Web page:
She also consulted the Iowa Historical Society, did a great deal of online research, interviewed church members and found much of the church’s history written in a ledger of complete meeting minutes kept by the UMC members– originally called the Ladies’ Guild– since 1898.
“It became a story. It was written in beautiful, hand-written script. The dues for the first 50 years were 10 cents a meeting. They were totally dedicated to keeping the church afloat. The church had very little revenue and no one had any money, so at every meeting they talked about what they were going to do (to raise revenues) for the month,” Kalm said.
Fundraisers back then ranged from selling aprons and embroidered handkerchiefs to saving Lux Flakes box tops to get dishes for the kitchen.
“I thought, if they can do that, I can write the history,” Kalm said.
Timelines have been done over the years, and Kalm compiled the information from each into a comprehensive one.
The first organized church in Solon was the Methodist Episcopal Church, founded in 1840, six years before Iowa gained statehood. Their first church building was described by Jessie Newcomb in her written history of Solon, initially printed in 1922, as being “on a rocky knoll on the north side of the road that leads from Solon to the cemetery.”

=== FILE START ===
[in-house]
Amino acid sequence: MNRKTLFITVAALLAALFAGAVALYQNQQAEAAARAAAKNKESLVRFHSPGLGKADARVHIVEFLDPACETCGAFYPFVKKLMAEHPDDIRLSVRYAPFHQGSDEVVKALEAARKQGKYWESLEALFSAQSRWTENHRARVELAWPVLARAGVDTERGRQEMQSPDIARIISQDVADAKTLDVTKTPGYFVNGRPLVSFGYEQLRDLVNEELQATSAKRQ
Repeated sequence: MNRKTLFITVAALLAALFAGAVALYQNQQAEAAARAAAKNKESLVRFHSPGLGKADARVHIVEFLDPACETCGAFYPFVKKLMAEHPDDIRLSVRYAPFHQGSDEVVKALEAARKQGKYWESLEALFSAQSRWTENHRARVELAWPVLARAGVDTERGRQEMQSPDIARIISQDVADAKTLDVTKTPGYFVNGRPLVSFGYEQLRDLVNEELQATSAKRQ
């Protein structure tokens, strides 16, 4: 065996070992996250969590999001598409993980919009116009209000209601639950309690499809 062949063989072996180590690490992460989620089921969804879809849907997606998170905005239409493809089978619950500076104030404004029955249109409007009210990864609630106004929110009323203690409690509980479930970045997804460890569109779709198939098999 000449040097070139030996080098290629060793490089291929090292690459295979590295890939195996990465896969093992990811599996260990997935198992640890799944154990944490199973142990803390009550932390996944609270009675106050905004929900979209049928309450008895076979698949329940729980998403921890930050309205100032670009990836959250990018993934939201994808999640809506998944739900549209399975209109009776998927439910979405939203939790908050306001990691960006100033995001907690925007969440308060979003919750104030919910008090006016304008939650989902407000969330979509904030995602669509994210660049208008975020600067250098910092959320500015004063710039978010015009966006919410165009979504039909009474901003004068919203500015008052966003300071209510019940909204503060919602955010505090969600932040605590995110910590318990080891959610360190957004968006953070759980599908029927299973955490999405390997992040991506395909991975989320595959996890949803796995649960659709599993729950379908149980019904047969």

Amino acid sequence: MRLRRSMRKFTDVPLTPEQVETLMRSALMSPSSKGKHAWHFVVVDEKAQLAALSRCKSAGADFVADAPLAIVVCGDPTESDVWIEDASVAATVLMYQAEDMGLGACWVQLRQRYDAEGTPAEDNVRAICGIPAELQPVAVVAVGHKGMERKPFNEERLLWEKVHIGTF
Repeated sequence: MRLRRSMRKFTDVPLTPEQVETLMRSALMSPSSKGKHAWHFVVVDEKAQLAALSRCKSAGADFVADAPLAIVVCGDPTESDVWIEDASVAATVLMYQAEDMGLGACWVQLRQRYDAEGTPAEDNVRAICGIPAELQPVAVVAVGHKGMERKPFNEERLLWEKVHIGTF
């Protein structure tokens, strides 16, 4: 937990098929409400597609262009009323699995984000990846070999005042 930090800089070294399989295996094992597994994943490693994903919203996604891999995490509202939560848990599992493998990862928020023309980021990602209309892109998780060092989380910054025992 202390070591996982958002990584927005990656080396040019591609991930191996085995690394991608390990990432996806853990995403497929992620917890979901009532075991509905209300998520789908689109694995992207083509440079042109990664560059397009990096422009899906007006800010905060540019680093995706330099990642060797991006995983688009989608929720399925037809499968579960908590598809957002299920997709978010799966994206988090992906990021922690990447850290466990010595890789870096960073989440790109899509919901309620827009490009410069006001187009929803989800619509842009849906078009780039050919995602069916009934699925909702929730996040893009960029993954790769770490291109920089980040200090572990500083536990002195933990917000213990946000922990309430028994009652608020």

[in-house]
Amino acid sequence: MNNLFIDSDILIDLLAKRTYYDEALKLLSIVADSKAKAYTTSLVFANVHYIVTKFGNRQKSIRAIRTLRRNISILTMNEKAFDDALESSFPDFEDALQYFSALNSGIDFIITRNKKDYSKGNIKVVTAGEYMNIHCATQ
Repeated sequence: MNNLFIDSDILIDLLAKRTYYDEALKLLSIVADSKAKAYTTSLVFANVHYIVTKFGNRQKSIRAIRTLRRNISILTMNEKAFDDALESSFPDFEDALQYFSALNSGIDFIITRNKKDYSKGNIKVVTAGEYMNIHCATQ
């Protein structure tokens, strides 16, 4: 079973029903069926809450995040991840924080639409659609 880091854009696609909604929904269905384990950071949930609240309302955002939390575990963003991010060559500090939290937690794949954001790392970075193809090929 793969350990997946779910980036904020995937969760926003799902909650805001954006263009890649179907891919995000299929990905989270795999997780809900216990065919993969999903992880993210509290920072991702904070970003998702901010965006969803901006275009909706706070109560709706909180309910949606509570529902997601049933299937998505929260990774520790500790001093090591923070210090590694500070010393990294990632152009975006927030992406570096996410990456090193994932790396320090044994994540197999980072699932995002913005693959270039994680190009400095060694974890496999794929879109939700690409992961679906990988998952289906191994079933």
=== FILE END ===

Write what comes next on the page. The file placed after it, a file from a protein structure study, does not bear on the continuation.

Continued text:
In 1855, Paul Anders, one of the pioneers of Solon, gave the church society two lots and $20 to build a church; a one-room structure that was painted red and used as a place of worship and community gathering spot for 24 years. In 1879, the little red building was sold and a new, 38-foot by 50-foot church was built at a cost of $2,800. Five years later, an over-heated furnace caused a fire that burned the building to the ground.
“The year 1884 was pivotal in the existence of the church,” said Kalm. “The church burned in January, and the congregation met in February to decide whether to give up Methodism and join with the Presbyterians, but they voted against it.”
Instead, the members decided to erect a new church, at a cost of $2,600. They laid the cornerstone in June and the church was in use by September of the same year; that structure houses the current sanctuary.
In the 1950s, a basement was built under the church, and a fellowship hall added in the 1970s. The sanctuary was expanded in the 1990s, and the new Family Life Center was constructed across the street in 2004.
Kalm is able to speak fluently about other interesting points in the church’s history, including the “circuit riders,” the traveling clergy who came on horseback to deliver sermons in early years, before rural churches were assigned permanent pastors. She noted that Rev. Edgar Helms, the founder of Goodwill, served as the pastor in 1890. Solon’s first permanent pastor– one who served longer than one to three years– was Dennis Tevis, who came in 1977. There have only been four others since.